I am often asked to look at small flats and cottages with small rooms and while I try to be as obligiing as possible, I can’t always find good examples of these – this post is, after all, as much about the aesthetic as the advice. However, today I have found a small flat – two bedrooms – above a shop in north London, and if you aren’t from London you can ignore the prices and have a look round to see if there are any ideas that you can adapt to your own small spaces.
It’s on the market for £750,000 with The Modern House and I’m going to link straight away to the floorplan here so you can see what it’s like and if that might help you. The problem with two bedroom flats, and I remember this so clearly from when The Mad Husband and I were looking for our first flat some, ahem, 20 years ago, is that the second bedroom is often tiny. As is this one. And it’s about as far away from the main bedroom as it’s possible to be in 800sq ft (just under 75 sqm).
That said it has two bathrooms – one en suite – which is a massive bonus and probably a good selling point. When you buy the first flat – assuming it’s not the forever home – it’s vital to have an idea of how you can add value. It’s often tricky with flats as it can be hard to extend them and adding square footage is often the best way to add money.
That’s no good here as it’s a first floor flat so there’s no outside space at all never mind any you can build in. So in this case it would be about that extra bathroom or en suite – something that gives it a sense of having something extra. Then it’s about the fixtures and fittings – a really great kitchen can sell a flat. So too can a great bathroom although, apparently that is always the room people want to change most when they move in.
It’s also worth bearing in mind that if you aren’t intending to live in it forever that it’s not always worth spaffing huge amounts of money moving walls and re-arranging spaces because you probably won’t get it back when you sell. So it comes down to decorating with impact. That said restoring a few original features can be a good idea as that’s always on people’s wishlists. We re-did the fireplace in our first flat and added built-in shelving. Actually we re-did the bathroom too but that’s because the original one was turquoise so it felt like a necessity.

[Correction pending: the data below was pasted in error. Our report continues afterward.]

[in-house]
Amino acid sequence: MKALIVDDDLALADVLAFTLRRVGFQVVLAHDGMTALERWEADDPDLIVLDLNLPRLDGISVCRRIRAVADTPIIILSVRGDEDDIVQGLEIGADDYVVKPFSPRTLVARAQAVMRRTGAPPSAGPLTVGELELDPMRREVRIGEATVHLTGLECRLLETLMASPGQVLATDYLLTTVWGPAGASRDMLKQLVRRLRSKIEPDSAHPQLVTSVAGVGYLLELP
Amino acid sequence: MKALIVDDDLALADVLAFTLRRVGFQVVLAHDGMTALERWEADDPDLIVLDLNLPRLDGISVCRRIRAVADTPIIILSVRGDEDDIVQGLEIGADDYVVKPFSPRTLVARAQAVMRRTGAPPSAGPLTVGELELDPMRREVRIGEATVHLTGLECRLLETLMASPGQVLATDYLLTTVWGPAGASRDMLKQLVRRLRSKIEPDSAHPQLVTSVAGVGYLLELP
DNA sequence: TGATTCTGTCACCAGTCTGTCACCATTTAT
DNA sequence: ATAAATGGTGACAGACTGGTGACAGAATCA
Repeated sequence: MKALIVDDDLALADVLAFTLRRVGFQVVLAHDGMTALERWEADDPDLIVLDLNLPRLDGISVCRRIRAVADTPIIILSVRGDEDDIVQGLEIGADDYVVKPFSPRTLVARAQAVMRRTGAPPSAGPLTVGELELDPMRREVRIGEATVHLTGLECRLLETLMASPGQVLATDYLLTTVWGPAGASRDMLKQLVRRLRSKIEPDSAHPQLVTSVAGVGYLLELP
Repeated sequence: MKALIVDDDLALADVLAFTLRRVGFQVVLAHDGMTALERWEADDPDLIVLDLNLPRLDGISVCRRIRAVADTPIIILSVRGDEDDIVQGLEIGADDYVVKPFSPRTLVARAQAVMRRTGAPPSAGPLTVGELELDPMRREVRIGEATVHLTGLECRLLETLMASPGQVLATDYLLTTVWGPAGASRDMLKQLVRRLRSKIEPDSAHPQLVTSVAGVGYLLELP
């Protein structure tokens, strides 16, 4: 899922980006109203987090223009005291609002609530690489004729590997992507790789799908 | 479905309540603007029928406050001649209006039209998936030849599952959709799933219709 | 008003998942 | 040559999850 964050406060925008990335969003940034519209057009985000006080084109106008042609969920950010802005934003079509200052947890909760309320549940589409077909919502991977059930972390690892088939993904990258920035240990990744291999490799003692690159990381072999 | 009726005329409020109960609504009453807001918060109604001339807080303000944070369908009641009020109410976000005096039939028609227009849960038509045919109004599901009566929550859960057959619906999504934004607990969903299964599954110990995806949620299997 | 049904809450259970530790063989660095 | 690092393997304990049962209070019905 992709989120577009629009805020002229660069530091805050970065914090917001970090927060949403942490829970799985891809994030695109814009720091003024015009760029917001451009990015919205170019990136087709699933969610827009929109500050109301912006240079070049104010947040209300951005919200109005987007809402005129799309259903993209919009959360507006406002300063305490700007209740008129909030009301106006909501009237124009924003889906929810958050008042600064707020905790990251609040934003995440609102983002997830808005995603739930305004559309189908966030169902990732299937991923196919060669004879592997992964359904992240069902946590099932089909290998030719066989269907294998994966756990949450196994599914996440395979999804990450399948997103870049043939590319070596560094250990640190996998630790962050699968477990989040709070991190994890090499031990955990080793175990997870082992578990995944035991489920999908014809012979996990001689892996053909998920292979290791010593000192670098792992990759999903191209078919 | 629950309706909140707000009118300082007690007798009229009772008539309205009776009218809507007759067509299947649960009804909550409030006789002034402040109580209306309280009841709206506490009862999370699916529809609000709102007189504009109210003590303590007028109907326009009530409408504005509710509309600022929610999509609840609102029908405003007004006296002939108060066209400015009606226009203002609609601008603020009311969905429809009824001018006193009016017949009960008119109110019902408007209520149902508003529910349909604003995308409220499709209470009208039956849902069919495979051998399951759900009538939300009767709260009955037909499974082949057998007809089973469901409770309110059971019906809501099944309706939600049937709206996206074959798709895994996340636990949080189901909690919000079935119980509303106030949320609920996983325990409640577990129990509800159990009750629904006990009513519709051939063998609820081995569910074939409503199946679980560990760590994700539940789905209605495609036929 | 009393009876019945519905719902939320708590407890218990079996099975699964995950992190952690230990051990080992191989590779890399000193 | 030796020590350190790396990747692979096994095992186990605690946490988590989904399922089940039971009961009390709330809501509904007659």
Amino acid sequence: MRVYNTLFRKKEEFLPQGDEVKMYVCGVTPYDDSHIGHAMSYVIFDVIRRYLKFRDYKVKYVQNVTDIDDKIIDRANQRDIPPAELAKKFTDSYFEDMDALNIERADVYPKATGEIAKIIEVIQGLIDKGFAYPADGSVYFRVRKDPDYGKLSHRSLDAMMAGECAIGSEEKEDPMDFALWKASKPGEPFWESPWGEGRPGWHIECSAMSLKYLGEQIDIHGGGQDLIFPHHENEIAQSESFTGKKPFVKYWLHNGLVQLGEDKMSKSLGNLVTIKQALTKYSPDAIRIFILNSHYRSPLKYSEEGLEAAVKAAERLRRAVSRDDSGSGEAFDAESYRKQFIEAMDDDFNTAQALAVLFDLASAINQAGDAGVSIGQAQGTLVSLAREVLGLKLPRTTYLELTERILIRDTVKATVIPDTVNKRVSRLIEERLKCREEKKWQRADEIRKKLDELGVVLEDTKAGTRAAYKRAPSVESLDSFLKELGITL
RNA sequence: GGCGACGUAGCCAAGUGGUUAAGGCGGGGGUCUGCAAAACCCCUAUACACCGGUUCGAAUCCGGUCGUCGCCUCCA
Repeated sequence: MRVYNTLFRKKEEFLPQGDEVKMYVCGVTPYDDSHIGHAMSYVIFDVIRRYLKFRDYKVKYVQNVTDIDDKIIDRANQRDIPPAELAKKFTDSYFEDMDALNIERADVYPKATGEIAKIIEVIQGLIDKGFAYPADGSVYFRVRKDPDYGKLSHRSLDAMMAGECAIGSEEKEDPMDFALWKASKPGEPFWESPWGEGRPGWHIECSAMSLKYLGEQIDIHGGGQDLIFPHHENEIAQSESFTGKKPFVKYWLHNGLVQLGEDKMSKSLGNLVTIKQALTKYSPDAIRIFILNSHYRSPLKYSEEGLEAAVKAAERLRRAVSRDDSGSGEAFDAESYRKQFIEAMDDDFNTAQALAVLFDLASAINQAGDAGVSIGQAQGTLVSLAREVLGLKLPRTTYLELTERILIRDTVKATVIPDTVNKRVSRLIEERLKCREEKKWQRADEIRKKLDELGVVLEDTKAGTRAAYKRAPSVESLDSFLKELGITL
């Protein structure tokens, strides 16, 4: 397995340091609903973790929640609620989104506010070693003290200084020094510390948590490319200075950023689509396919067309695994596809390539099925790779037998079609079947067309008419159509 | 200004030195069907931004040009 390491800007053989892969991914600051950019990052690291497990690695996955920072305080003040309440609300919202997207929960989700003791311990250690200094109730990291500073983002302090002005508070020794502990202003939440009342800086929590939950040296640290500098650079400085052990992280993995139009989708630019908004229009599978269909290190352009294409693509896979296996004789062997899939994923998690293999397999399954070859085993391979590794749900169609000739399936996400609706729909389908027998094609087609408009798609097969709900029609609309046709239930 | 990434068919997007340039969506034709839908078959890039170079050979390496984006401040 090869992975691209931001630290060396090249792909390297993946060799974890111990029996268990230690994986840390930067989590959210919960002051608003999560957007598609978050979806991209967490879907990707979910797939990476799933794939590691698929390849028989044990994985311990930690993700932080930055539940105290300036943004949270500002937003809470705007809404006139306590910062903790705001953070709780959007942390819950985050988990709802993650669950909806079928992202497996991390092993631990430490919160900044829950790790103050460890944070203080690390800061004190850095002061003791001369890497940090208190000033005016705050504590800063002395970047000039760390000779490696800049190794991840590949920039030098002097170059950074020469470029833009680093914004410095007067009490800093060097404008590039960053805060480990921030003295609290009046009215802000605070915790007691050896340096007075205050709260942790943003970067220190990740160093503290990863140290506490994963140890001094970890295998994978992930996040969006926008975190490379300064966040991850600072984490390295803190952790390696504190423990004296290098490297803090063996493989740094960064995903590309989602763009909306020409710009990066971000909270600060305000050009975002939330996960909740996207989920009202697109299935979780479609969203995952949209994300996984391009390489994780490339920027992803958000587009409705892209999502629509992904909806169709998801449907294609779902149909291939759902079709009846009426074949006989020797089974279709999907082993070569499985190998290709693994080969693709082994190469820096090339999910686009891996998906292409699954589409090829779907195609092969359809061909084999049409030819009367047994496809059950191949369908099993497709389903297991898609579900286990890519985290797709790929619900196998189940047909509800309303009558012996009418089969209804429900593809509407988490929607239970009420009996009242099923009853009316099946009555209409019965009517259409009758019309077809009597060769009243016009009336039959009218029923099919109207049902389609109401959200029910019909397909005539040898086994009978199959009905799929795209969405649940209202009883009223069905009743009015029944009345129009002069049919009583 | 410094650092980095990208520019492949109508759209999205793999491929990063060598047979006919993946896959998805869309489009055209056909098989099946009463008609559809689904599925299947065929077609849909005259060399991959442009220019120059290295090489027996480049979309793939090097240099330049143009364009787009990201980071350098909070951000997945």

It’s not just about resale but also to make it wonderful for you to live in for as long as you choose to. And that’s where this little flat has totally embraced the colour. Now it has good bones – high ceilings and wooden floors so of course it would look good in white but the dark blues and greens are reminiscent of the old Highgate Village outside while adding impact to small spaces.
The exception is the small kitchen with its pale pink walls and white gloss cupboards – these will, of course, help bounce the light around. I might be tempted to swap to wooden doors that you can paint if you get bored. Doing them in pink to match the walls would also work to make the space feel bigger as they would sort of recede into the walls. Or a tonal shade (or three) darker than the walls would also look lovely although then I would keep the wall cabinets light/definitely matching the walls).
The bedrooms are both dark and note how painting the woodwork to match the walls makes the space feel bigger. This is because outlining the door, and the skirting boards, in white would serve only to draw attention to them and make you aware of the limitations of the space. This way works better in a small room and remember you don’t have to use dark paint. This idea works well with light colours too – in which case do the ceiling the same as well.
Alternatively you can have a lighter wall and pick a different colour that isn’t white for the woodwork. It won’t do the same space illusion trick but it will look pretty.
And the owners have gone all out in the bathrooms and here you can see that they have painted the ceiling in the same colour as the lower half of the wall with that dramatic wallpaper between.
So what do you think of this one? Do look at the floorplan (linked above) as for me it’s often the best way to help you plan a space.